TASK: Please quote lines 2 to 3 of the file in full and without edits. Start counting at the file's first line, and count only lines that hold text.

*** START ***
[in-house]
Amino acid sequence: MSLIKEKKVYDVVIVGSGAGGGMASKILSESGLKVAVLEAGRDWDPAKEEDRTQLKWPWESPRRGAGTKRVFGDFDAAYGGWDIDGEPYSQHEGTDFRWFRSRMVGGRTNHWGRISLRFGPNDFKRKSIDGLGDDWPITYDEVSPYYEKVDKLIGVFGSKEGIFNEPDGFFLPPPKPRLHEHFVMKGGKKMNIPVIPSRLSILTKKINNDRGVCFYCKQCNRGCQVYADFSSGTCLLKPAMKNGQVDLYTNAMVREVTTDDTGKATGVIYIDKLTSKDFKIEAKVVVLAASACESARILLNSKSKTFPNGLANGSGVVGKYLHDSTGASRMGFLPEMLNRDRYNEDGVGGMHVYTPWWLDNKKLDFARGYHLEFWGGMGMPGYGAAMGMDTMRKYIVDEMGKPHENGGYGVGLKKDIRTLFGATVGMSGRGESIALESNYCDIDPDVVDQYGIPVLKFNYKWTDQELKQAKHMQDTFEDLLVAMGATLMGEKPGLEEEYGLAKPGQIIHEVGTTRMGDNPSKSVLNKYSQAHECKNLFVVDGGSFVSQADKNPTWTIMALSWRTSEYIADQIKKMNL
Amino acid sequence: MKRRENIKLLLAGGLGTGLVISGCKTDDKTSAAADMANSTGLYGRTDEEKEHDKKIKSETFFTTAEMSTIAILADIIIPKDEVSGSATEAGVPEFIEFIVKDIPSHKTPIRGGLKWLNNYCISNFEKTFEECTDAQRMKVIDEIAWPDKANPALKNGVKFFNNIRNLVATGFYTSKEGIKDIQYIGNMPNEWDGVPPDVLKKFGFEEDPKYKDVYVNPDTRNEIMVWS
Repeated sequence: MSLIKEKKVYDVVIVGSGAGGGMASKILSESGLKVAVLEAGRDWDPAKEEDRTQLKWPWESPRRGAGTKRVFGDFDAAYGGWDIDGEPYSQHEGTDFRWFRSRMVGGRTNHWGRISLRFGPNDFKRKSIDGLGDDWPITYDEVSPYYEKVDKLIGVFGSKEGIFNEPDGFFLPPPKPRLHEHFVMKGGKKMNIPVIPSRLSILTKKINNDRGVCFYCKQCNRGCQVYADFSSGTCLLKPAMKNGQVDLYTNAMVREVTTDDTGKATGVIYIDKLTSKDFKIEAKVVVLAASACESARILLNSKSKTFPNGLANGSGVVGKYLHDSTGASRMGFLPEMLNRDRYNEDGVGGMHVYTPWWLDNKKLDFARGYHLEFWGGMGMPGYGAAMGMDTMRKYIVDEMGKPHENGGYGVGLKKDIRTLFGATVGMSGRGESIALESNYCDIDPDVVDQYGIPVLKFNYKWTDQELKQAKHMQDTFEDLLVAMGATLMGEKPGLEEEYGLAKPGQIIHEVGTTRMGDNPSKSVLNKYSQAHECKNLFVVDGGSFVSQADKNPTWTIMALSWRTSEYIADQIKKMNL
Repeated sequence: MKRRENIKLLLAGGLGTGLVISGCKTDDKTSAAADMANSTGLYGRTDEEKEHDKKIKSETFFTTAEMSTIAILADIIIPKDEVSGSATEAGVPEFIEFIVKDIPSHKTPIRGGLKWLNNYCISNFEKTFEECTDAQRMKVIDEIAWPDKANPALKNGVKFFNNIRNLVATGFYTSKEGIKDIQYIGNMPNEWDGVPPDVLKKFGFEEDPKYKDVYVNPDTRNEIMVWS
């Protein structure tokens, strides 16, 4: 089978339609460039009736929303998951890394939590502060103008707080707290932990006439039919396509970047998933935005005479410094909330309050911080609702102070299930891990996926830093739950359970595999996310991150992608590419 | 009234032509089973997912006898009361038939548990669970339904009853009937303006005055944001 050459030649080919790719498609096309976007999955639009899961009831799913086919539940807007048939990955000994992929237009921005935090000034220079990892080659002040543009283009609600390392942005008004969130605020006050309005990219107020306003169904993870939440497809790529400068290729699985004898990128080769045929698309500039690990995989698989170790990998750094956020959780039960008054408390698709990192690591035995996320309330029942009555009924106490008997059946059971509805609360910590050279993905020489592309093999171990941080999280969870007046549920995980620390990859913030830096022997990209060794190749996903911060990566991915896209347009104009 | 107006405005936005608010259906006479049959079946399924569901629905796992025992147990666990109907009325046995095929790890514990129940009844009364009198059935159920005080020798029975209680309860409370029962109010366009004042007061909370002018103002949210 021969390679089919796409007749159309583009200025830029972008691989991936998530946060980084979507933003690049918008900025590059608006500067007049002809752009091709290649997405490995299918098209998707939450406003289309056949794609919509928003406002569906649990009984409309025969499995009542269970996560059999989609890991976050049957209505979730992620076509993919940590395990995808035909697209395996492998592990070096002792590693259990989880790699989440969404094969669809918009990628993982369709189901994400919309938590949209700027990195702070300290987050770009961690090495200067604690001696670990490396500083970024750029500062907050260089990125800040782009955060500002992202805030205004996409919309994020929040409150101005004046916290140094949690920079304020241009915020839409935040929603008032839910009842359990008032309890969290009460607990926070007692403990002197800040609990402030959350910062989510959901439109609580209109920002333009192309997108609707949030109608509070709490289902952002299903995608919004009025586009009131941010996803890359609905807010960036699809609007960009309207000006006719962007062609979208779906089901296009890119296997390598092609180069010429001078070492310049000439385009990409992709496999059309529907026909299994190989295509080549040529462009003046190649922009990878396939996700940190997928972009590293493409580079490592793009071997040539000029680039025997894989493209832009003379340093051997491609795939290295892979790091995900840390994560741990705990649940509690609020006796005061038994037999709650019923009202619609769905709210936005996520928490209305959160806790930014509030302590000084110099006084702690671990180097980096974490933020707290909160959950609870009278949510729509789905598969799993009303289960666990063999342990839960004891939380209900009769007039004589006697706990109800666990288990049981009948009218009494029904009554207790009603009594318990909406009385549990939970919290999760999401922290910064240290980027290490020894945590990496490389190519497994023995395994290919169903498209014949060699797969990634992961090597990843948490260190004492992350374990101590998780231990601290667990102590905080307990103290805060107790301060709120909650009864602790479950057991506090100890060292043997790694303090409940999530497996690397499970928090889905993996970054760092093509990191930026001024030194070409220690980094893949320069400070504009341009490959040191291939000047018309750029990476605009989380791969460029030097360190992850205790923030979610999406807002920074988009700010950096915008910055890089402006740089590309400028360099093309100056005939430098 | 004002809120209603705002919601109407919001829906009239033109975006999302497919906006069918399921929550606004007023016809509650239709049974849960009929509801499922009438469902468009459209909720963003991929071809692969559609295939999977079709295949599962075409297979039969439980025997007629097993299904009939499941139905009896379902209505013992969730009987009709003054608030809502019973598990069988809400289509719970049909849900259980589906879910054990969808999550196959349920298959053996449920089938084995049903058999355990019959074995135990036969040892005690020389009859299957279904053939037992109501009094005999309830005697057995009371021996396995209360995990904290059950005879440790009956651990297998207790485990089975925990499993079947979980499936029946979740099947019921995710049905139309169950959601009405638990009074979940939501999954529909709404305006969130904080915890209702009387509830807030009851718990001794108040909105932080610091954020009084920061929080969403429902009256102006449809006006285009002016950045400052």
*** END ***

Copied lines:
Amino acid sequence: MSLIKEKKVYDVVIVGSGAGGGMASKILSESGLKVAVLEAGRDWDPAKEEDRTQLKWPWESPRRGAGTKRVFGDFDAAYGGWDIDGEPYSQHEGTDFRWFRSRMVGGRTNHWGRISLRFGPNDFKRKSIDGLGDDWPITYDEVSPYYEKVDKLIGVFGSKEGIFNEPDGFFLPPPKPRLHEHFVMKGGKKMNIPVIPSRLSILTKKINNDRGVCFYCKQCNRGCQVYADFSSGTCLLKPAMKNGQVDLYTNAMVREVTTDDTGKATGVIYIDKLTSKDFKIEAKVVVLAASACESARILLNSKSKTFPNGLANGSGVVGKYLHDSTGASRMGFLPEMLNRDRYNEDGVGGMHVYTPWWLDNKKLDFARGYHLEFWGGMGMPGYGAAMGMDTMRKYIVDEMGKPHENGGYGVGLKKDIRTLFGATVGMSGRGESIALESNYCDIDPDVVDQYGIPVLKFNYKWTDQELKQAKHMQDTFEDLLVAMGATLMGEKPGLEEEYGLAKPGQIIHEVGTTRMGDNPSKSVLNKYSQAHECKNLFVVDGGSFVSQADKNPTWTIMALSWRTSEYIADQIKKMNL
Amino acid sequence: MKRRENIKLLLAGGLGTGLVISGCKTDDKTSAAADMANSTGLYGRTDEEKEHDKKIKSETFFTTAEMSTIAILADIIIPKDEVSGSATEAGVPEFIEFIVKDIPSHKTPIRGGLKWLNNYCISNFEKTFEECTDAQRMKVIDEIAWPDKANPALKNGVKFFNNIRNLVATGFYTSKEGIKDIQYIGNMPNEWDGVPPDVLKKFGFEEDPKYKDVYVNPDTRNEIMVWS